Now that you've pasted the traceback, we can tell from this part:

File "C:\Python27\lib\site-packages\scipy\sparse\sparsetools\", line 22, in swig_import_helper
  _mod = imp.load_module('_csr', fp, pathname, description)

… that the problem is that scipy.sparse.csr, aka scipy/sparse/ is failing to load scipy.sparse._csr, which is almost certainly a file named something like _csr.dll or _csr.pyd, and somewhere inside the scipy directory. Exactly where may be a bit complicated, because the code is calling imp.load_module with a custom pathname instead of using a simple import statement… but finding it shouldn't be too hard. (If you get stuck, you can always temporarily edit to print the pathname before passing it to load_module.)

So, that's the library that you need to check.

Now that you the .pyd/.dll file actually responsible, there are two possibilities.

First, it may itself be broken, or for the wrong architecture (e.g., 32-bit instead of 64-bit), etc.

If not, if must link against another .dll that's broken or for the wrong architecture.

The tool Dependency Walker can tell you whether a DLL is 32- or 64-bit, whether it's corrupted too badly to load, etc. And it can also give you a list of all the DLLs that the library itself depends on, which you can then check until you find the problem.

Meanwhile, if you're wondering how you got into this situation in the first place…

Installing binary Python packages on Windows generally does not install the dependencies they need, or detect that they're missing—especially non-Python dependencies. So, you don't see the problem until you try to use some part of the code that requires those dependencies. Christoph Gohkle's does a great job trying to minimize these problems (generally just installing the appropriate MSVC redistributable, and the Numpy-MKL version of numpy, is all you need), but there are limits.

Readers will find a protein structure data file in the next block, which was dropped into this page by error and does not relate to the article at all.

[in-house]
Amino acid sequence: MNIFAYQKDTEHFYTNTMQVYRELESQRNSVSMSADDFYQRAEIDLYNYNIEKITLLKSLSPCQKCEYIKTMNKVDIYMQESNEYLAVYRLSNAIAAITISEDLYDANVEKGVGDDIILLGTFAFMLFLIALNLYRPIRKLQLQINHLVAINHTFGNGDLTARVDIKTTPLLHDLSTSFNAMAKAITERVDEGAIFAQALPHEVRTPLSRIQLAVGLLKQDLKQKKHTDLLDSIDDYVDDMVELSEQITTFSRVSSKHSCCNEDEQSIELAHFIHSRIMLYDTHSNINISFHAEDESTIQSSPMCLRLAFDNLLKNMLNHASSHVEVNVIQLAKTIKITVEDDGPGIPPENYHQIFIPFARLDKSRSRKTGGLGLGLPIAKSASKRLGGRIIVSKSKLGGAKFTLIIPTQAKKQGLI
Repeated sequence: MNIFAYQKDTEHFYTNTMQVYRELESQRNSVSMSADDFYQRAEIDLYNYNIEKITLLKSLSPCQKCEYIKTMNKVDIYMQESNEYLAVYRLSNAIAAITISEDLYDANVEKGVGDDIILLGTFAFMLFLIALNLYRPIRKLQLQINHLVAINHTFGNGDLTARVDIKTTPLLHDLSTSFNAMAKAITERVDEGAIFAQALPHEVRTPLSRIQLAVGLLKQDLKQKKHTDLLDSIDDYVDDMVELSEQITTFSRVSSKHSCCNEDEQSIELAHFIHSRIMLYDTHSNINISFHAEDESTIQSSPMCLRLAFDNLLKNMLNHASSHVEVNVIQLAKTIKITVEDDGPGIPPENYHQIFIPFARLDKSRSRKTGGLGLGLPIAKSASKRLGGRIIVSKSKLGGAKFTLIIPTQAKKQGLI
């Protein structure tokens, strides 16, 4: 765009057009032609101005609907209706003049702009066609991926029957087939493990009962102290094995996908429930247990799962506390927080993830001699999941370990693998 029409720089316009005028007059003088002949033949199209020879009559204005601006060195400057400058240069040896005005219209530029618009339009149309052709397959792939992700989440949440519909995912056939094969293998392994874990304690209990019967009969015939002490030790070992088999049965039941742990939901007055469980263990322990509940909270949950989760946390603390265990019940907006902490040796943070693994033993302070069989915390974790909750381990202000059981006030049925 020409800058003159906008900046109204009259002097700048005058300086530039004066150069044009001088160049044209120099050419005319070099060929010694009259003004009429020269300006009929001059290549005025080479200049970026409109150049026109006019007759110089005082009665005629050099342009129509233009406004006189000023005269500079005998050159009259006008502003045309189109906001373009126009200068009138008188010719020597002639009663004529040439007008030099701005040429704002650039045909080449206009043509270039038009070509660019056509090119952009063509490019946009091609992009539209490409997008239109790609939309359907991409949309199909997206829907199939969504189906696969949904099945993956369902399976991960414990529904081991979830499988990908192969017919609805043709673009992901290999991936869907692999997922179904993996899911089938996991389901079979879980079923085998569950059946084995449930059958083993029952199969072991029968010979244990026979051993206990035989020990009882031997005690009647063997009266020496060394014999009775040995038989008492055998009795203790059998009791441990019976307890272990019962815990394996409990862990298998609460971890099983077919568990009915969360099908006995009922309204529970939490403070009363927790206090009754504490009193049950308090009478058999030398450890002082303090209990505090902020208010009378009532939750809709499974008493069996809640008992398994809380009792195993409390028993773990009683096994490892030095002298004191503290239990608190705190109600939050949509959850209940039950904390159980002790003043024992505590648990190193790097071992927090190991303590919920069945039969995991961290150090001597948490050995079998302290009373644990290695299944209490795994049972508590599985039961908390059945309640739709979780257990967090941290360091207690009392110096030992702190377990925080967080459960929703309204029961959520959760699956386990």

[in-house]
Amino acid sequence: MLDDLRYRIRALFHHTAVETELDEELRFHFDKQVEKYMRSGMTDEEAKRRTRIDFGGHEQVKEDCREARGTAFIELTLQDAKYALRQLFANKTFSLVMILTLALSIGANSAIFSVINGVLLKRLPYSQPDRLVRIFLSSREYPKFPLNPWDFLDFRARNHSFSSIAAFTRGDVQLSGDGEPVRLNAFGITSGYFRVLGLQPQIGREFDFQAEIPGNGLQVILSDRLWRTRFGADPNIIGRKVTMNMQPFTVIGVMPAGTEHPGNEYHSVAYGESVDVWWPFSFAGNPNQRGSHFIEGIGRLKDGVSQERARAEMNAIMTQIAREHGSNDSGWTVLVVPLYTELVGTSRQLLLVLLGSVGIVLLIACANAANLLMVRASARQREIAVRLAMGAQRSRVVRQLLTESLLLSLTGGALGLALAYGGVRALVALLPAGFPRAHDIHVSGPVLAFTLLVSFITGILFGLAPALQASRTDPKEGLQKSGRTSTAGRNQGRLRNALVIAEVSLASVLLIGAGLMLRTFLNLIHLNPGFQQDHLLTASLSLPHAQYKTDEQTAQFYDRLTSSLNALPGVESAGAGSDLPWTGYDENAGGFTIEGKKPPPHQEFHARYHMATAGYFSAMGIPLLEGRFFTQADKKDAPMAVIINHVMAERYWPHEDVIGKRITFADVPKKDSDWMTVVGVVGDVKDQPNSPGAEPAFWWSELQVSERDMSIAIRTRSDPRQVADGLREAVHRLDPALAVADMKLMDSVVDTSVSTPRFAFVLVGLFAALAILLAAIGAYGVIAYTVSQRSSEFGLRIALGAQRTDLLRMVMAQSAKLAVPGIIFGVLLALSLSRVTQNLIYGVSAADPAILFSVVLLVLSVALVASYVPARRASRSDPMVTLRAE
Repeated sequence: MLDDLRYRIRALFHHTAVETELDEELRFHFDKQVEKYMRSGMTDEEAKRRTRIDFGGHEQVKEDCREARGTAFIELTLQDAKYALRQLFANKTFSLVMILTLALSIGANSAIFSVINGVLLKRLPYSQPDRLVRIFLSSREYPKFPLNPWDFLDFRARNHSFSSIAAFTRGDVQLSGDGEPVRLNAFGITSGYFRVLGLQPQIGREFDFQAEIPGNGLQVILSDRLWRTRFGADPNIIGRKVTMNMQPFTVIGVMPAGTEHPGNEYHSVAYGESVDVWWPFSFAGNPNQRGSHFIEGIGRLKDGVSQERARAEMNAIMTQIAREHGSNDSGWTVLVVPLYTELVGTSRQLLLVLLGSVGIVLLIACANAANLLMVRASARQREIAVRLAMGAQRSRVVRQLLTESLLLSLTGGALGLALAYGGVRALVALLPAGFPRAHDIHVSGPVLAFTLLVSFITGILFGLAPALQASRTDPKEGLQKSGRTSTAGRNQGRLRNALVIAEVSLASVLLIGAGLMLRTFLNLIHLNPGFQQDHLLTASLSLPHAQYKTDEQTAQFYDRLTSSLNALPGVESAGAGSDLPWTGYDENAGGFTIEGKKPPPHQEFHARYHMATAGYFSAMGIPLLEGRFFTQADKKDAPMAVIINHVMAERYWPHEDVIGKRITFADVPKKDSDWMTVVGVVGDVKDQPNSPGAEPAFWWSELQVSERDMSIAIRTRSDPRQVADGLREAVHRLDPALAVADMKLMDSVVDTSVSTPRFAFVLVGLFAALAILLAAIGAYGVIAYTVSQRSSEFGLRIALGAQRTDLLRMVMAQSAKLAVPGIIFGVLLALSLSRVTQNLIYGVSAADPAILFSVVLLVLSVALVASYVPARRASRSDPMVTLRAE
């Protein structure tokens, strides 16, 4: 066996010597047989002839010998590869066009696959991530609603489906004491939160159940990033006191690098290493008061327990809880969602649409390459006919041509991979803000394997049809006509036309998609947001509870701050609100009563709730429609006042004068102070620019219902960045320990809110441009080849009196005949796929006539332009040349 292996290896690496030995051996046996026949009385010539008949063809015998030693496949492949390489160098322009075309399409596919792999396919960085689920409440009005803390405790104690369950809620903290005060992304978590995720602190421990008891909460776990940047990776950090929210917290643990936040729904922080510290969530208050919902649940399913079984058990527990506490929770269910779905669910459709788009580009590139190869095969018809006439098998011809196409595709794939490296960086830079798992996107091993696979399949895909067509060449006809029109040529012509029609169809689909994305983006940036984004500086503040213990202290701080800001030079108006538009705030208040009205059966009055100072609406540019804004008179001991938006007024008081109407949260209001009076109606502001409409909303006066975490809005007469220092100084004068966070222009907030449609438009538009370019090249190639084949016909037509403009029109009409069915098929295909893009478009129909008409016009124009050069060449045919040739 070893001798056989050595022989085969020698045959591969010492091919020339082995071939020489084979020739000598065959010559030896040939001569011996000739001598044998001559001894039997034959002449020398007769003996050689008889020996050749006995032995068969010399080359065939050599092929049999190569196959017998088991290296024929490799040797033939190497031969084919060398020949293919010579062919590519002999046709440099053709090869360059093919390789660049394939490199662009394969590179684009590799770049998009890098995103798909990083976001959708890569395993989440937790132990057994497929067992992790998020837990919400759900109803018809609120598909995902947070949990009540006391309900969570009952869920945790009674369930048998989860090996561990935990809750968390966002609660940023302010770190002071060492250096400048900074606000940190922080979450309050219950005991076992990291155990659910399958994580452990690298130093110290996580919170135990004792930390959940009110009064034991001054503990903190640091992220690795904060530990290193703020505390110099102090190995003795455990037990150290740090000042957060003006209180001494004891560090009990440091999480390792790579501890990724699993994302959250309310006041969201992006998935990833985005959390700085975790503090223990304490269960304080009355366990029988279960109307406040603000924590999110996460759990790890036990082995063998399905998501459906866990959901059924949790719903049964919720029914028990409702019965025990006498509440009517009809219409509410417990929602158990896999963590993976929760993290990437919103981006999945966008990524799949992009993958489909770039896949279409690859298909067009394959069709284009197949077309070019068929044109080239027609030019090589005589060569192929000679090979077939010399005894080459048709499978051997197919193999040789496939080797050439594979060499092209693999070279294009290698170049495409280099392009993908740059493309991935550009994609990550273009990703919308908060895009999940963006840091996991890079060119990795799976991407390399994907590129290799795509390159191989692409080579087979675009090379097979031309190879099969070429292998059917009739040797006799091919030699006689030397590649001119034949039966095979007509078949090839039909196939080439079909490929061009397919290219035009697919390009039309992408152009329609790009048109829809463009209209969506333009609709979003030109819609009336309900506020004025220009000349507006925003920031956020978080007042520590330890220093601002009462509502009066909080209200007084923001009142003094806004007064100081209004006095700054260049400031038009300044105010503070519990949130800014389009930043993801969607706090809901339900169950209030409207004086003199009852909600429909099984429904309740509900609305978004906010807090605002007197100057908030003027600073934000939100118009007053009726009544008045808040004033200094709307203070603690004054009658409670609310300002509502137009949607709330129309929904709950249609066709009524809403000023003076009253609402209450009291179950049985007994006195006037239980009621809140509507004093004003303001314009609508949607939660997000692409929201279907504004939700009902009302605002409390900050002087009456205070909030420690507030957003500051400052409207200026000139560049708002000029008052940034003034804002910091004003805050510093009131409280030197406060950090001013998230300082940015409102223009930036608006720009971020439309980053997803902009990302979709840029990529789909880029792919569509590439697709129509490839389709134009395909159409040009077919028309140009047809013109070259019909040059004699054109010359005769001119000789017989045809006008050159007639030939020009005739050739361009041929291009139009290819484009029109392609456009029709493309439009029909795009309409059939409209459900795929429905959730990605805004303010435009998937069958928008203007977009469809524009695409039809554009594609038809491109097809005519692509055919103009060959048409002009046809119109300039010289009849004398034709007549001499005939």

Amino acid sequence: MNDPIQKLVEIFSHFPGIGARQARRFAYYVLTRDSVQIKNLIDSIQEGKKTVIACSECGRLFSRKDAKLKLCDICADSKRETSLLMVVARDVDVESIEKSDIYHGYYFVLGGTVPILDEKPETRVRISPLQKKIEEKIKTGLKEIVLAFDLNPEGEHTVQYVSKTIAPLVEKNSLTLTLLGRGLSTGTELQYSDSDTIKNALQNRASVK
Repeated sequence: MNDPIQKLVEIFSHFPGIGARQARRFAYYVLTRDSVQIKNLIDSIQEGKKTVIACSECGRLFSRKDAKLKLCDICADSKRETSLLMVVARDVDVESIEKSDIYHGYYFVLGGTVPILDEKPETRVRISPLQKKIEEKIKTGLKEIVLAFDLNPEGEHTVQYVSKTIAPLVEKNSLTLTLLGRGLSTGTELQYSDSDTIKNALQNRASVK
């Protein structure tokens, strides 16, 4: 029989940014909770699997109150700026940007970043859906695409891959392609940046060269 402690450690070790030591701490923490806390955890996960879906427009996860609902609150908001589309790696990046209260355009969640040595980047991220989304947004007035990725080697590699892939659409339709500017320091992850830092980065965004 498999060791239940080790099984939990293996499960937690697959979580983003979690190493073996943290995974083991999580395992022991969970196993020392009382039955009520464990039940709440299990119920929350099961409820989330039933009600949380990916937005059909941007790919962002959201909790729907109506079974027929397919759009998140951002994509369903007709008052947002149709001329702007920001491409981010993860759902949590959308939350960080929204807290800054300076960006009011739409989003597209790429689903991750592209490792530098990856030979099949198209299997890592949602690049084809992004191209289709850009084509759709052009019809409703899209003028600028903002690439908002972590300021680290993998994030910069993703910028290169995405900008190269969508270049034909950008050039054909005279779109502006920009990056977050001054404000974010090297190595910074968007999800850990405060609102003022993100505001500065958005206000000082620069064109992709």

As the scipy website explains, it's a lot easier to download a "scientific Python distribution" like Anaconda or Enthought.

Or, alternatively, if you install from source—e.g., via pip—you will have to have all of the prerequisites properly set up, or the installation will fail early and tell you what's wrong. (Sometimes it's a little cryptic—e.g., if you're using the gcc toolchain but didn't install gfortran, the error message just tells you something about not being about to compile config.f… but at least it's something you can search for, or post on SO and get an immediate answer for.)

share|improve this answer
Thanks for the quick reply. I have attached the traceback here. Normally I am ok at following tracebacks, but this one stumped me as the final line wasn't an import. I don't believe it is the .csr import. However several lines earlier in the code is an "import imp" statement, which could be the offending line of code. Would you agree? – Piers Lillystone Sep 6 '13 at 0:02
@PiersLillystone: It's not the import imp; it's the imp.load_module('_csr', …). That's a complicated way of doing the equivalent of import _csr, but overriding various things to specify a pathname instead of letting Python find it normally. – abarnert Sep 6 '13 at 0:14
Funny you should say that because it seems like this is a python 2.6.0+ feature. If the version is below 2.6.0 the code will excute the import _csr. – Piers Lillystone Sep 6 '13 at 0:20
@PiersLillystone: Then it sounds like it would have been a bit easier to track down the problem (or at least the first half of it) in Python 2.5… but ultimately, it's going to be the same problem. Most likely, either _csr.pyd, or something it depends on, is a 32-bit DLL (or possibly a corrupted file), and you have to track down which one it is and figure out how to get the right one instead. – abarnert Sep 6 '13 at 0:49
Thanks for all the help. I've been running some tests using scipy.test() to see what else is wrong. Seems to be several dlls are missing. Probably going to do a fresh install of python 2.7 and install numpy/scipy first to avoid conflicts (I already have several non-related libraries installed, which could complicate debugging). Really appreciate the help though. – Piers Lillystone Sep 6 '13 at 18:10